In May of last year, we first reported on the DJI’s ‘Game of Drones’ culture and how it threatened to break up the drone maker. Today, Reuters explains how the Chinese drone maker keeps losing talent amidst ongoing tensions between the United States and China.
DJI’s ‘Game of Drones’ – Chinese drone maker loses talent
It has been almost one year since we published our ‘Game of Drones’ article, reporting on DJI’s internal culture clash. Since that original piece, DroneXL reported on many of the staff reductions that were the result of DJI’s ‘Long March‘ reforms. We also covered the departure of key DJI executives such as Romeo Durscher and Cynthia Huang, who both landed jobs at the Swiss drone maker Auterion.
Today, we share with you some of the highlights of this article from Reuters that shines even more light on DJI’s restructuring after the news organization spoke with “more than two dozen current and former employees.”
The article refers to four DJI employees, including two senior executives, presumingly Durscher and Huang, who reportedly indicated that “the loss of key managers, some of who have joined rivals, has compounded problems caused by U.S. government restrictions on Chinese companies, and raised the once-remote prospect of DJI’s dominance being eroded.”
In total, roughly 70 out of 200 DJI employees in the Palo Alto, Burbank, and New York offices were let go, DJI employees said.
In February, about 10 people from the DJI R&D North America team were laid off after the head of the department had left.
In a statement, DJI said, the staff reduction reflected the company’s “evolving needs.”
“We thank the affected employees for their contributions and remain committed to our customers and partners. Despite misleading claims from competitors, our enterprise customers understand how DJI products provide robust data security. Despite gossip from anonymous sources, DJI is committed to serving the North American market.”
In December of last year, the U.S. Commerce Department added DJI to the ‘Entity List’, prohibiting American companies from exporting technology or components to DJI without special permission.
Romeo Durscher, DJI former head of public safety was interviewed for the Reuters’ piece and said the following:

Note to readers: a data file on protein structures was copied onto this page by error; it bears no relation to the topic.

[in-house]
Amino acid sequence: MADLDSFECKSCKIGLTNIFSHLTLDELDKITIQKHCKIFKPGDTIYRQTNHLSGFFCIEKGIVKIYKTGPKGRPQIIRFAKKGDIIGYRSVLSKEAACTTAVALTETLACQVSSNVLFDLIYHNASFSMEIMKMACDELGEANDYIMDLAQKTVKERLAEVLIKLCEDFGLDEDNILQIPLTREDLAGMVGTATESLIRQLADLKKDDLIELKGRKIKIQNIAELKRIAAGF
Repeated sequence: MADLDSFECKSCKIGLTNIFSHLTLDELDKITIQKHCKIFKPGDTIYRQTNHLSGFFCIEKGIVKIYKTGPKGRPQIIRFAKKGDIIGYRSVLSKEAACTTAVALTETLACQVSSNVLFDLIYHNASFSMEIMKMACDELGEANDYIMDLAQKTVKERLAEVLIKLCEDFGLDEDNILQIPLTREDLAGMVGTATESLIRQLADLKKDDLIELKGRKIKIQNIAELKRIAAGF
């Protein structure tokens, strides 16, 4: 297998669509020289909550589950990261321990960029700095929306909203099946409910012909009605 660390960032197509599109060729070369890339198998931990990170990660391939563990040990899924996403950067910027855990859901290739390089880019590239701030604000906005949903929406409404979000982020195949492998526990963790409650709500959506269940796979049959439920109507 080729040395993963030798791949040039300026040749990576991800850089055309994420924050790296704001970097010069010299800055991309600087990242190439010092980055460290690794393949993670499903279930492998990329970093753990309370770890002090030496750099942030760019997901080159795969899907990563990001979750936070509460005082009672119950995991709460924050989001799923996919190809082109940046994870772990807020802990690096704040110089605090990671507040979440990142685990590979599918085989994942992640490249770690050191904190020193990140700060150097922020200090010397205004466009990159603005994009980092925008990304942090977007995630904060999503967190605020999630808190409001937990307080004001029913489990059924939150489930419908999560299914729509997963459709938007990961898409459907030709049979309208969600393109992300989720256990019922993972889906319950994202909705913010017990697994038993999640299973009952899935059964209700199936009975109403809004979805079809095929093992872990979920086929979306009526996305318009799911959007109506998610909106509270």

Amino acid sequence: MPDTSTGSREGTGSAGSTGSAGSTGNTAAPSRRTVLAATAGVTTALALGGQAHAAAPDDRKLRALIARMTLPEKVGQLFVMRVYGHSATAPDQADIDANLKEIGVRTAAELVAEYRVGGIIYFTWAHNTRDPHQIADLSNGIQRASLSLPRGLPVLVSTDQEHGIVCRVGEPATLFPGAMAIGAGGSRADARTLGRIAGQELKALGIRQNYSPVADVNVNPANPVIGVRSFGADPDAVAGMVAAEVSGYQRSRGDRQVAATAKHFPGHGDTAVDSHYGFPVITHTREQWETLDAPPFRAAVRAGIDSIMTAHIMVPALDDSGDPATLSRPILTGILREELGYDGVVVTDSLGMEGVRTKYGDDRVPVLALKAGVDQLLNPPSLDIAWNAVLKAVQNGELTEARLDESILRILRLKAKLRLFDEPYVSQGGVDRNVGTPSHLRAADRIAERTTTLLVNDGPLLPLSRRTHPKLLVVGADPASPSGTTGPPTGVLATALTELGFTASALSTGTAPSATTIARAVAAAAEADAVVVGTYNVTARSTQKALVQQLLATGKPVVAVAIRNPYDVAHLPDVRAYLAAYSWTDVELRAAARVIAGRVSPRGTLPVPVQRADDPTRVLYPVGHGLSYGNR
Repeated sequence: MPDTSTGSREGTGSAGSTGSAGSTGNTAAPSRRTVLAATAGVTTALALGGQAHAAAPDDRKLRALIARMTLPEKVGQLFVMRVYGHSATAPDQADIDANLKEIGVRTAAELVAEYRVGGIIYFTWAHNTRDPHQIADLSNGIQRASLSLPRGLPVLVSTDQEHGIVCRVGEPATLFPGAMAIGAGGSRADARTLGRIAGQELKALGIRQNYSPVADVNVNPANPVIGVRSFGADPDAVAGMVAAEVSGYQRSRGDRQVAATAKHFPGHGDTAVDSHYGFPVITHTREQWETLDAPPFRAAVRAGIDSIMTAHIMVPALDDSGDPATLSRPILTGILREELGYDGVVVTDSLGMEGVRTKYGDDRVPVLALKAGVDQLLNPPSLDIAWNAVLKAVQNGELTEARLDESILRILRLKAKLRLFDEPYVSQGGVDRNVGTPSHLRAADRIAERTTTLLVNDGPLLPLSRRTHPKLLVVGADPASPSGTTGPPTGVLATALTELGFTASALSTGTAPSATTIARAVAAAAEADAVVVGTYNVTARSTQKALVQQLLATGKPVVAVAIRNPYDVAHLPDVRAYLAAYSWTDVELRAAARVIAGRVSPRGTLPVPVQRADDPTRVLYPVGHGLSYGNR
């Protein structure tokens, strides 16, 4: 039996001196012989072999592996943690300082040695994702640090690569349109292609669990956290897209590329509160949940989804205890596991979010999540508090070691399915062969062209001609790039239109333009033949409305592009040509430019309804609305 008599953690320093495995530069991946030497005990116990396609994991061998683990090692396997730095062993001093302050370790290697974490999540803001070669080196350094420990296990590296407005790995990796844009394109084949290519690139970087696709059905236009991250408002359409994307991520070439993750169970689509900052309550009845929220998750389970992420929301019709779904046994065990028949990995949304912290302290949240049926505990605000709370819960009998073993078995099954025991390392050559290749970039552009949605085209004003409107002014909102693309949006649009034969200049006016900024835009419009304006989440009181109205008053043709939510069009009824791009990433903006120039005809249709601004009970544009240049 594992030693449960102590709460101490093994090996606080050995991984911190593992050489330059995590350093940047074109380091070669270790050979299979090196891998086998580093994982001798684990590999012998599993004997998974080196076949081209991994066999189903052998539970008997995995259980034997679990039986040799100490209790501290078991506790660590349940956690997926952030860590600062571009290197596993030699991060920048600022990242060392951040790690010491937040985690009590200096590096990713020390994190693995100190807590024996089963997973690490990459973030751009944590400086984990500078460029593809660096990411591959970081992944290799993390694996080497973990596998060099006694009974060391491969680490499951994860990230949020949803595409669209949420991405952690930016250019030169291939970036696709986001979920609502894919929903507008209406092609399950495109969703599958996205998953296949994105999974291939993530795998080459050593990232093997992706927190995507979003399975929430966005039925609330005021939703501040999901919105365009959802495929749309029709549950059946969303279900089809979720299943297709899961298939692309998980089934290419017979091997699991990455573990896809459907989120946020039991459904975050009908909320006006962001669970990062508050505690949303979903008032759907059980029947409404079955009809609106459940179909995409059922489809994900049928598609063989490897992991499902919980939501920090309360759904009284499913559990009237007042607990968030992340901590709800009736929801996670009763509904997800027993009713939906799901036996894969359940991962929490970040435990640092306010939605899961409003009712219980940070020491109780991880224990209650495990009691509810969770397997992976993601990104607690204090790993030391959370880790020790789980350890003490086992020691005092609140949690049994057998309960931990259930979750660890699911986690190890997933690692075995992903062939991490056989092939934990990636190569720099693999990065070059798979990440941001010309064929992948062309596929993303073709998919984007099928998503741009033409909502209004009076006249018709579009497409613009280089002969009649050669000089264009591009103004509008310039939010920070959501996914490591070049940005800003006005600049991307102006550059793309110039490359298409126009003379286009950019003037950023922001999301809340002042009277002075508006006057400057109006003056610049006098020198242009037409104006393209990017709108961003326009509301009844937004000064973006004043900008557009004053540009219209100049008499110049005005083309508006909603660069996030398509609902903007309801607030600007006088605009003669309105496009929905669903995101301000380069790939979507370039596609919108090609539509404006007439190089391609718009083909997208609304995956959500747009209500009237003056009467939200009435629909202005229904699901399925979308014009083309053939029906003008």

“It’s not an easy decision to leave the market leader that’s really far ahead of everyone else,” said Durscher, who joined DJI in 2014. “But those internal battles were distracting from the real purpose and in 2020 it got worse … we lost tremendous talent at DJI and that’s very unfortunate.”
According to Reuters, Durscher compared DJI’s internal struggles over projects to “Game of Thrones”, or better yet “Game of Drones“. He added that in the six years he had worked for DJI, Durscher had reported to twelve different bosses.
According to the U.S. Department of Defense, the American, non-military drone market was worth $4.2 billion in 2020. David Benowitz, head of research at DroneAnalyst, said that DJI controlled almost 90% of the consumer market in North America and over 70% of the industrial market.
In October of last year, the U.S. Department of the Interior states that it would only buy so-called Blue sUAS, which are drones from a select group of five drone manufacturers, four American and one French, pre-approved by the Department of Defense.
The Blue sUAS consist of the following make and models:
- Altavian: ION M440 C
- Parrot ANAFI USA
- Skydio X2
- Teal Golden Eagle
- Vantage Robotics Vesper
Interestingly, as far as we can tell all the above-mentioned Blue sUAS drones contain parts that are made in China.
The article also refers to Cynthia Huang‘s growing frustration while working at DJI, as she felt that the company was not able to meet the demands of the growing enterprise market. The layoffs that took place within DJI during the last year, helped her make the decision to leave the company.
Huang said: “Some of the people that we lost in those layoffs, it didn’t make sense. The continued exodus of talent was discouraging.”
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